<- Return to All Rules (Group by Source)
<- Return to Skills in Conflict

All Rules in Skills in Conflict

+ An entry marked with this has additional sections within it.


Source Ultimate Intrigue pg. 186
The uses of the Disguise skill are far more specific than those of Bluff and Diplomacy. The Disguise skill exists to allow characters to conceal their identity and to potentially pose as other characters.

Not Always Opposed: The most important thing to note about the Disguise skill is that characters do not automatically get a Perception check to oppose it. Per the Core Rulebook, an opponent receives a Perception check only if the disguised character is actively drawing attention, if the perceiving character is actively suspicious of everyone, or if the disguised character is attempting to impersonate a particular person that the perceiving character recognizes. Under one of these circumstances, a perceiving character can attempt one Perception check right away and then another check each hour.

A Single Disguise Check: Unlike most other skills, a character typically attempts a Disguise check only once when creating a physical disguise. Further Disguise checks might be necessary for things such as altering one’s voice or using appropriate mannerisms or phrasing, but the basic disguise doesn’t require further checks. The check result is supposed to be a secret that is revealed only the first time the disguise is truly tested, which can be tricky in the face of disguising characters who want their friends to tell them how good the disguise is. One way to handle this is to roll the Disguise check secretly only the first time it truly comes into opposition (see above), since the skill doesn’t indicate when the check first occurs.

Disguise Is More Than Visual: Though the skill as presented in the Core Rulebook focuses on the visual aspects of disguise that a character prepares, later rules (such as the vocal alteration spell) have made it clear that there are other aspects, including voice, mannerisms, and phrasing. The trick is to distinguish between the use of the Bluff and the Disguise skills. Generally, Bluff checks cover telling actual lies to support a disguise, whereas Disguise checks cover the other aspects, such as imitating mannerisms and speech.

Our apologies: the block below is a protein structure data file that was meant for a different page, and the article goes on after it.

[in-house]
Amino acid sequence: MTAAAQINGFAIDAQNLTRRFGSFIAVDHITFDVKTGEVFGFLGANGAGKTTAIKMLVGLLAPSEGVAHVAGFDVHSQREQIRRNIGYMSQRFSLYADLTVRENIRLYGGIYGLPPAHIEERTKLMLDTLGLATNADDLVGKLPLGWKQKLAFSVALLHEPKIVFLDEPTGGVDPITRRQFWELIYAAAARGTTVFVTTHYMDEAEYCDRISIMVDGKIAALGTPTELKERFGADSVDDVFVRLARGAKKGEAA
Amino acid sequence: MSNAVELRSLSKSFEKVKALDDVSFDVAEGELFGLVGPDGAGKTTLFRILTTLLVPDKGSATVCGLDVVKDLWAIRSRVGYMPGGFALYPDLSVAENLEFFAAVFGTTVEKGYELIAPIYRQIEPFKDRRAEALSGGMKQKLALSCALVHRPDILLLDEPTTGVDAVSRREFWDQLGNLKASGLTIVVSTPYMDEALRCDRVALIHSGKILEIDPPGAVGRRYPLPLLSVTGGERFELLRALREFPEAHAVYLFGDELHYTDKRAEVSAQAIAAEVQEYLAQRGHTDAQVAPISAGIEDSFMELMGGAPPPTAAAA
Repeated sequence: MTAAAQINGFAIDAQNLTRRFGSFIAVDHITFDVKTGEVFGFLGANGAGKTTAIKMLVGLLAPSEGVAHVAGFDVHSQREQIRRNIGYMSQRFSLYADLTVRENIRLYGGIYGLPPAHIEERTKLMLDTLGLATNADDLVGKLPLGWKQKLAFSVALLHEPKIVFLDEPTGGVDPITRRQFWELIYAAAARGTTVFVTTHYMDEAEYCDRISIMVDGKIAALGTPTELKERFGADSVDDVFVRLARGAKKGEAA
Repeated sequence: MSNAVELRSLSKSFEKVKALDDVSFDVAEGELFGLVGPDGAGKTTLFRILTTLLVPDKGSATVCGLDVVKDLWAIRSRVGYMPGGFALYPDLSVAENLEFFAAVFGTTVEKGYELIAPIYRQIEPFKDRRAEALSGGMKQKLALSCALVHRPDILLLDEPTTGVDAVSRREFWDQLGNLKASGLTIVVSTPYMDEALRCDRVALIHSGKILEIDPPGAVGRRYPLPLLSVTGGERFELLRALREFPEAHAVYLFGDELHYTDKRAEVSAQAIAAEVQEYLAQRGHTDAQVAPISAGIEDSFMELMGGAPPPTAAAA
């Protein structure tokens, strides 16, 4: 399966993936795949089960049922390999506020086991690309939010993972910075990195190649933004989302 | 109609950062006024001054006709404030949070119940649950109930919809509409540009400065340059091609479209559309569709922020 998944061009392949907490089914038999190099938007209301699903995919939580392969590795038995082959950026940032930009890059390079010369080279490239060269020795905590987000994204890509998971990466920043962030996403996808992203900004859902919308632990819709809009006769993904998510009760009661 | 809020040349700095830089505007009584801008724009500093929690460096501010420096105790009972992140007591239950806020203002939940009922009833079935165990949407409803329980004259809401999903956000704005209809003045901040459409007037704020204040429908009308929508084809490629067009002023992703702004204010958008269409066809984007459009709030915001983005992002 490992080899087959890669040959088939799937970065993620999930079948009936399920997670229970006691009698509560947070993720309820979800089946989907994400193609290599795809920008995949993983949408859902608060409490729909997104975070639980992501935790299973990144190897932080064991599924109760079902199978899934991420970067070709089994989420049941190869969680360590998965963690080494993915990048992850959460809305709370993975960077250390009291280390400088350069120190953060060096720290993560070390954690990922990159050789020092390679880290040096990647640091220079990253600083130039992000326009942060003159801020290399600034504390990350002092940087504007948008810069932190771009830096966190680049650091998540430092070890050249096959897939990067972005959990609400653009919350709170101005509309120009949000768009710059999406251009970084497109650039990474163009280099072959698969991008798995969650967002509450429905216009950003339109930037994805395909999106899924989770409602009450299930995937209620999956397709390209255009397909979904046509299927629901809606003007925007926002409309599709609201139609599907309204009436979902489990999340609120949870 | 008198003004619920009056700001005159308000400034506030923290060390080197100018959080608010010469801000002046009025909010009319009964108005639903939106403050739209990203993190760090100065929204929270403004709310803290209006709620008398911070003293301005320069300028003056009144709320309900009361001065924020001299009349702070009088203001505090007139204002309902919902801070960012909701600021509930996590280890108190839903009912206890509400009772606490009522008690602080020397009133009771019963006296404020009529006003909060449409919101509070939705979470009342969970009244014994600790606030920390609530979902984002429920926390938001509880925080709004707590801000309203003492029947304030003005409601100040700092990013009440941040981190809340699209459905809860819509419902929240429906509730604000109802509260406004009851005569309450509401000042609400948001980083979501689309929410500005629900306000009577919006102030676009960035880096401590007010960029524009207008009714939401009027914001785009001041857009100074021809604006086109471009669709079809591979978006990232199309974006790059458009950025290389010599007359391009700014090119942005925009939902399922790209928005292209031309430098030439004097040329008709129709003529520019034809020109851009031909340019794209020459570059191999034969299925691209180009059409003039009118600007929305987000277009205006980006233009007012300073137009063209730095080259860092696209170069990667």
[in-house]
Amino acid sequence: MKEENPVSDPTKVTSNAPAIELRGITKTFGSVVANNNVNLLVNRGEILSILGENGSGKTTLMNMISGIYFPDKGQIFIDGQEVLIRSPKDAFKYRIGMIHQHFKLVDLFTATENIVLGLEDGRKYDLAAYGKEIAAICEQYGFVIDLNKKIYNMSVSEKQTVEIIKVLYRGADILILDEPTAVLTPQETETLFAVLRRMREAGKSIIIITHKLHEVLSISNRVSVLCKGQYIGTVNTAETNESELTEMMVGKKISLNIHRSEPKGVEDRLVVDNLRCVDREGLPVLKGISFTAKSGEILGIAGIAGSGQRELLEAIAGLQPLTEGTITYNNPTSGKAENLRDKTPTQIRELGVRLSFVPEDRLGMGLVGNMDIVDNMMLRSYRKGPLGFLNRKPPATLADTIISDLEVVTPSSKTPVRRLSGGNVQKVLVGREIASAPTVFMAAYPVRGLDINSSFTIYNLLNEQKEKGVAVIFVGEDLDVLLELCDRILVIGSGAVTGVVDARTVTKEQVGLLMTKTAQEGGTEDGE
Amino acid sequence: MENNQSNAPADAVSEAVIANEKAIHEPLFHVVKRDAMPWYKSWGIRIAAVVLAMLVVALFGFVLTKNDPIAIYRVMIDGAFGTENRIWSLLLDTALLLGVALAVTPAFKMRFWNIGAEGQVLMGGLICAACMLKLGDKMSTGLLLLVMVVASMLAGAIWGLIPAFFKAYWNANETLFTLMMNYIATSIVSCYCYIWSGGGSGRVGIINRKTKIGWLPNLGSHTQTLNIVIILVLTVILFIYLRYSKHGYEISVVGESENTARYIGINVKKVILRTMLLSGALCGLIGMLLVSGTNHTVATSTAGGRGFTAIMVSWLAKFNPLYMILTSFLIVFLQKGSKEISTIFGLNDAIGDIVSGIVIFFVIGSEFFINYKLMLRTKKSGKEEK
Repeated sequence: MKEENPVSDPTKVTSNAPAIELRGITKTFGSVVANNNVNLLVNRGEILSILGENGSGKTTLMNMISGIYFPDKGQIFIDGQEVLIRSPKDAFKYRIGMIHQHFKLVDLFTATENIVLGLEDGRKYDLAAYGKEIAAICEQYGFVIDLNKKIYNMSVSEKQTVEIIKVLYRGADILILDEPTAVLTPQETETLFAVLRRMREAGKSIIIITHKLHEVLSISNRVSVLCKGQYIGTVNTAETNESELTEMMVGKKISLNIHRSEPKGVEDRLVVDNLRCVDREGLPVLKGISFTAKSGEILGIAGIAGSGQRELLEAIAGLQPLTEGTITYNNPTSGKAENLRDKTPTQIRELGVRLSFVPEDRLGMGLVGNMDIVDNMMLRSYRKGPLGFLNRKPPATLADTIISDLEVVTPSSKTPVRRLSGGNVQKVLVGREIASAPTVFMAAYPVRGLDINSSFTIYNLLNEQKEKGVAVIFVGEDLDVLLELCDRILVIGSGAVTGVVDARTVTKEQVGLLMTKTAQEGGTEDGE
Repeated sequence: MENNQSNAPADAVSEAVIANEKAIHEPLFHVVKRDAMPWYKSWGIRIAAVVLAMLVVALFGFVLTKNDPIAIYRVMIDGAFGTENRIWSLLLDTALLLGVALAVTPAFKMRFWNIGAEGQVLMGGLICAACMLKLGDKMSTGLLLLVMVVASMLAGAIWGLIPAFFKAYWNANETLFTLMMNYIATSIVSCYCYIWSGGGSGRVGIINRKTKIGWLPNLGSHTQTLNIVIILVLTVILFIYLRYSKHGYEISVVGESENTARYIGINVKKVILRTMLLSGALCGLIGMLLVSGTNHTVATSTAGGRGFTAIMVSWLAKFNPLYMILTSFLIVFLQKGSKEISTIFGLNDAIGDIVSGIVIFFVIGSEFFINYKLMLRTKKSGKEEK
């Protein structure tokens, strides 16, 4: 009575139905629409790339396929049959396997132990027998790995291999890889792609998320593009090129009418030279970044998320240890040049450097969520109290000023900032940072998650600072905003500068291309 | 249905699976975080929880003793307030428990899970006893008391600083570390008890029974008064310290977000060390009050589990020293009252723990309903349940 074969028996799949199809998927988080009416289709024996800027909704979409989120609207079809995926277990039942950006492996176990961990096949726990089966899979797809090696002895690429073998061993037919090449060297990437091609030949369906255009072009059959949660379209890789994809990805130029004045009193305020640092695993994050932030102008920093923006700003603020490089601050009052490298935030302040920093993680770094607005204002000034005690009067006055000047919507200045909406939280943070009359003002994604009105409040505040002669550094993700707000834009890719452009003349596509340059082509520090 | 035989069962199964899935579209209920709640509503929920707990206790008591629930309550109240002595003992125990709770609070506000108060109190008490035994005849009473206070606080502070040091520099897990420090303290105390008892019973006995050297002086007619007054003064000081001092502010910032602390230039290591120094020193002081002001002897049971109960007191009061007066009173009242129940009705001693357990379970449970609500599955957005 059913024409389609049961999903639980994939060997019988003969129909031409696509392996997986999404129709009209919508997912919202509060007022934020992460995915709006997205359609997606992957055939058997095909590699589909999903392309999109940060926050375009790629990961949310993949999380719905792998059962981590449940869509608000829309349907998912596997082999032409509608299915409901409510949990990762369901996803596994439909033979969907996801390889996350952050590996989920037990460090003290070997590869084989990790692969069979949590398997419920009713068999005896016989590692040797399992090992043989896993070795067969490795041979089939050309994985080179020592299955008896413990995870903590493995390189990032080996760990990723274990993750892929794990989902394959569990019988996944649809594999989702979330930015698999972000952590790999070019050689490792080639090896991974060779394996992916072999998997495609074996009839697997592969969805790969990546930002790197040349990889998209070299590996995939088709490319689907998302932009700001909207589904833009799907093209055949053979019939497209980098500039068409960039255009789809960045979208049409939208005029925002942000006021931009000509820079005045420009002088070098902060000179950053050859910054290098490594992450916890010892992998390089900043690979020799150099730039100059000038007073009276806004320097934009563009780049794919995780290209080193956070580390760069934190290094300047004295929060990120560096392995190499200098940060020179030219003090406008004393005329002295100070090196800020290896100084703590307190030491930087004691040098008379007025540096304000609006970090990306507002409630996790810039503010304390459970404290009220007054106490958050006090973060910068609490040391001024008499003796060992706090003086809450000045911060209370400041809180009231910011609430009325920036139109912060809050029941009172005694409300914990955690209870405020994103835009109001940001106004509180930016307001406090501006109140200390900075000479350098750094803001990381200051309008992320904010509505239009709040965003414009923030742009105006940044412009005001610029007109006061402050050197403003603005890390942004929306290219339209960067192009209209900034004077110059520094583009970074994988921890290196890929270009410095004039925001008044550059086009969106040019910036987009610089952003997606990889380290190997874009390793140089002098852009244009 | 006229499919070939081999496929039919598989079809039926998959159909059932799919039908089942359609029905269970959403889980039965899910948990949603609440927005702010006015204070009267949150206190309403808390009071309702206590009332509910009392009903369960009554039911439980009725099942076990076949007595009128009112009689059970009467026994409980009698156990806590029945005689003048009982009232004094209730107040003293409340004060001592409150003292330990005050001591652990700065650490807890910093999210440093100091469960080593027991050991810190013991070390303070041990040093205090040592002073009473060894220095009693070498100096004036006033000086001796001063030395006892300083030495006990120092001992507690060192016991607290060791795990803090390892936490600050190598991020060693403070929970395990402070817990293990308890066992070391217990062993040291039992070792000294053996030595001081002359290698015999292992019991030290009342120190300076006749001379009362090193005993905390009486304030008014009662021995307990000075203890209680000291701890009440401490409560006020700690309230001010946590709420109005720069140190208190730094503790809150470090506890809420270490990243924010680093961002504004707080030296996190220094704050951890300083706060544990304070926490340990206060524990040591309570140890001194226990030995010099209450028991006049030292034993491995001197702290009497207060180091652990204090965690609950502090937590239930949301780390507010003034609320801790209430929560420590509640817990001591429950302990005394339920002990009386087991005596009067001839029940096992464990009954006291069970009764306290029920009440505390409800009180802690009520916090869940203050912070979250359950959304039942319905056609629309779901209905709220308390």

Saw Through the Illusion: It is very tempting to use illusion or transmutation magic to augment a disguise, since the bonus is so high. As per the Core Rulebook, magic that penetrates an illusion or transmutation doesn’t automatically see through a mundane disguise, but it negates the magical components of the costume. Thus, a true master of disguise uses both types of trickery, and she also ensures that the person who notices her use of magic has a way to explain the fact that disguise magic was involved at all. For instance, a rogue might disguise herself as a noble with mundane means and then use disguise self to cloak herself in a glamer of that same noble, but more beautiful. Then, if someone sees through the illusion but not the mundane disguise, he would just think she was a vain noble instead of becoming suspicious due to the use of illusion magic and demanding a more thorough inspection.

Simulacrum and Disguise: The caster of the simulacrum spell uses the Disguise skill to shape the form created. However, it is important to note that the Sense Motive check to detect a simulacrum is very easy at the level that simulacrum becomes available, so unless the simulacrum has a high Bluff modifier, it is still challenging to use a simulacrum as an impostor for long.